"Don't ask, don't tell," the policy of booting openly gay members of the military, has been fiercely debated since it was enacted 16 years ago.  Clinton-era conservatives and military officials won the fight to keep the policy in place,  and Bush-era liberals had little hope of overturning it. Now that opponents of DADT have Democratic control of Congress and a president who explicitly and repeatedly promised to repeal the law, its days should be numbered. But the White House has taken no action on the policy and says it has no immediate plans to.

Now liberals may have the ammunition they need to force action. An article in the Pentagon's own scholarly journal, the Joint Force Quarterly, condemns the policy and calls for it to be lifted. Liberals and gay-rights advocates are taking up the cause with renewed vigor. Conservatives, for their part, are conspicuously quiet on the issue. The rare arguments on behalf of DADT, such as James Bowman's Weekly Standard piece arguing that gay men are not masculine enough to serve, have drawn firestorms of criticism and little support.

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  • Obama's Bogus Hedge Jon Stewart lambastes the White House position that they have "too much on their plate" to address the issue now. "I know that you have a lot on your desk-plate, but as a thin man who smokes you may not understand the concept. All that stuff you've been putting on your plate? It's [] chow time, brother. That's how you get things off of your plate." In an extended metaphor on buffets, Stewart says Obama is overestimating the challenge. "And I gotta tell ya, in the cornucopia of sliced meats, shrimp, block cheese and Waldorf salad, don't ask, don't tell is maybe a little bit of rice pudding, it's just a little bit of rice pudding. You could finish that before you get to your table. Because remember, you're the President of America. When your plate gets too full, you get up and get a bigger plate.
  • Military More Liberal Than Obama? Salon's Gabriel Winant racks up the anti-DADT movement in the military. "This isn't the only sign that top-ranking members of the military are done with DADT. Though the military was once a preserve of particularly fierce resistance to gay rights, a parade of officials has said that it's time to revisit or repeal the policy. Recently, discharged gay Arabic linguist Lt. Daniel Choi has been invited to give a couple of guest lectures at West Point. The military is even out in front of President Obama himself on this."
  • Failure of The 'Gay Lobby' Andrew Sullivan slams the Human Rights Campaign, which is hosting a dinner Obama will attend, for not pushing on DADT. "In some ways, Obama's fealty to the big gay lobby rather than to the real gay community is testimony to why Democratic party politics remain repulsive to me. HRC has achieved nothing substantive for gay equality on a federal level in the twenty years I've been observing them," he writes. "It is not a forum to advance gay rights; it is a fundraising session designed to make people feel better for backing an organization incapable of passing laws supported by overwhelming majorities of the American people."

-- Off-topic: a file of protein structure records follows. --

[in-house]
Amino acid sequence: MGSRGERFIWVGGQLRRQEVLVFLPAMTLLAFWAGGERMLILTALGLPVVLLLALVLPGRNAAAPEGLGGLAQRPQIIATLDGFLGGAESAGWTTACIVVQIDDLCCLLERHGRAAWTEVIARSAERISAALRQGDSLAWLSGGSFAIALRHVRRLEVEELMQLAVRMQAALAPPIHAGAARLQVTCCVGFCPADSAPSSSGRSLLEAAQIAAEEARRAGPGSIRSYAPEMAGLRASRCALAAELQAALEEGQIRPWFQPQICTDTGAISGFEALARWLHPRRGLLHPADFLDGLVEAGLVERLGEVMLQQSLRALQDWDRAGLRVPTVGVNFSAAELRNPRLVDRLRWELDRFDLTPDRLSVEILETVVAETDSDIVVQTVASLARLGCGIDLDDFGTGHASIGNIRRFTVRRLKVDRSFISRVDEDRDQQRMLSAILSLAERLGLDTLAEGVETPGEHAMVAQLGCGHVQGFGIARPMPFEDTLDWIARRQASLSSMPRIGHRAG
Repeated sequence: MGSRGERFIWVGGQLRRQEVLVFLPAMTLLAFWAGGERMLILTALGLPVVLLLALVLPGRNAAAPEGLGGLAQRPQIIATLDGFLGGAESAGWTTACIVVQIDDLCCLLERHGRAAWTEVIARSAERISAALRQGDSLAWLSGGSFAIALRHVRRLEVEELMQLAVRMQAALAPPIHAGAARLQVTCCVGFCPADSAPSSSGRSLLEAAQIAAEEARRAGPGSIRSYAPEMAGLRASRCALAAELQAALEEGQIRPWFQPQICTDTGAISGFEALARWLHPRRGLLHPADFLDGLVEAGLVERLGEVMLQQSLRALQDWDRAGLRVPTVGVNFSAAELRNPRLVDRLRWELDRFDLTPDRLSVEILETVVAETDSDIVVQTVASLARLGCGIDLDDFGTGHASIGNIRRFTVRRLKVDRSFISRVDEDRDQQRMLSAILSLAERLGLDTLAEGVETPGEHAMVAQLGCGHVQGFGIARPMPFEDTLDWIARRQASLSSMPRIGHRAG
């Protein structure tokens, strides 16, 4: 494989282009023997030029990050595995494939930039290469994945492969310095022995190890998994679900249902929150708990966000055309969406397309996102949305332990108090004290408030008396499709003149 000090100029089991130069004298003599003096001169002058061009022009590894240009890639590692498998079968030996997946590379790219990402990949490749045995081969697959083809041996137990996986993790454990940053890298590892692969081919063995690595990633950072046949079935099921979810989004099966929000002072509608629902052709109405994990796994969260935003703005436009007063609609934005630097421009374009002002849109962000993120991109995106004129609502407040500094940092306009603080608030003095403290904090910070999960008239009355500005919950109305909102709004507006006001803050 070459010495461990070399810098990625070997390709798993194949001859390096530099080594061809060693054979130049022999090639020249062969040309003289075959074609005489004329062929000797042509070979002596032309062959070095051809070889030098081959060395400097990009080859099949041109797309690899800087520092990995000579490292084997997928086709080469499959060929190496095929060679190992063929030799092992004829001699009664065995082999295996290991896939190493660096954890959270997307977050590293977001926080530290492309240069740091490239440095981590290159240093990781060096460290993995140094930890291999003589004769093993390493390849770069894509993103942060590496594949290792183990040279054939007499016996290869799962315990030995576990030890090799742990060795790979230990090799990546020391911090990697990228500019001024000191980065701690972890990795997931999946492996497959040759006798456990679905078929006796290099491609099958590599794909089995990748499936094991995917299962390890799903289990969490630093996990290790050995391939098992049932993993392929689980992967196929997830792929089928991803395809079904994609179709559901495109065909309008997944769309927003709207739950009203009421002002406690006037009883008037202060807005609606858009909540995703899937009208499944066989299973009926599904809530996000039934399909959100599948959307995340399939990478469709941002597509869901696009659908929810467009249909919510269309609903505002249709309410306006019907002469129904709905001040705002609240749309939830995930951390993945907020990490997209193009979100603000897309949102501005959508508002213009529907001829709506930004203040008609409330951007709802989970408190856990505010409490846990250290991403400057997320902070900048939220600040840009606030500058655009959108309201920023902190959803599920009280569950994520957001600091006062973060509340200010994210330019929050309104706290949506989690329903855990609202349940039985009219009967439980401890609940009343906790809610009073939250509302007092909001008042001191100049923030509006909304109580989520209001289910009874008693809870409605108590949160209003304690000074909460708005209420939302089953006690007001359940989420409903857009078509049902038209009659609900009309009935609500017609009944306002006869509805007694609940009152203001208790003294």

• DADT Before Gay Marriage? The L.A. Times's Meghan Daum notes that homophobia is eroding in the military faster than in most state legislatures. "It seems clear that the idea that gay people pose a threat to the social fabric -- another way of saying 'unit cohesion' -- is not going to disappear tomorrow, nor will it probably ever go away entirely," she writes. "For a while, it looked like it would get its biggest push toward oblivion in the domestic realm, with the acceptance of gay marriage, but perhaps it will be the issue of gays in the military that reaches the tipping point first. In any case, that adage about everything being fair in love and war may soon take on a greater resonance -- on the battlefield if not yet at the altar."
  • Liberals Feel Betrayed E.D. Kain sums up the liberal outrage against Obama. "I mean, it was far more important for the President to push Chicago's bid for the Olympics than it is for him to sign the executive order required to end Don't Ask Don't Tell. And hey, it's one thing to juggle health care reform, stimulus, and climate change schemes - it would be awfully difficult to do that and support gay rights all at the same time. I mean, a guy's gotta rest. And it's not like DOMA or DADT actually effect anyone's real lives, do they?" he writes. "With all the nonsense on the right at this point, Obama's betrayal of many progressive priorities won't do him much harm for now. But as the wars rage on, as gay servicemen and women continue to be kicked out of the military, and as the public option collapses into a million little pieces, one wonders how long Obama will really maintain his approval ratings."
  • Pentagon Can Reform Without Congress A New York Times editorial praised Om Prakash, the author of the report, and urged the Pentagon to go ahead without Congress, if need be. "We agree strongly with Colonel Prakash, and urge the Pentagon to press ahead with changes in its regulations to make implementing the 'don't ask' law more humane. Ultimately, Congress must repeal the 1993 statute. We are not confident that the Senate has enough enlightened members to overcome a filibuster. But if the military can show an open mind, surely lawmakers can summon the courage to end this sad chapter in history."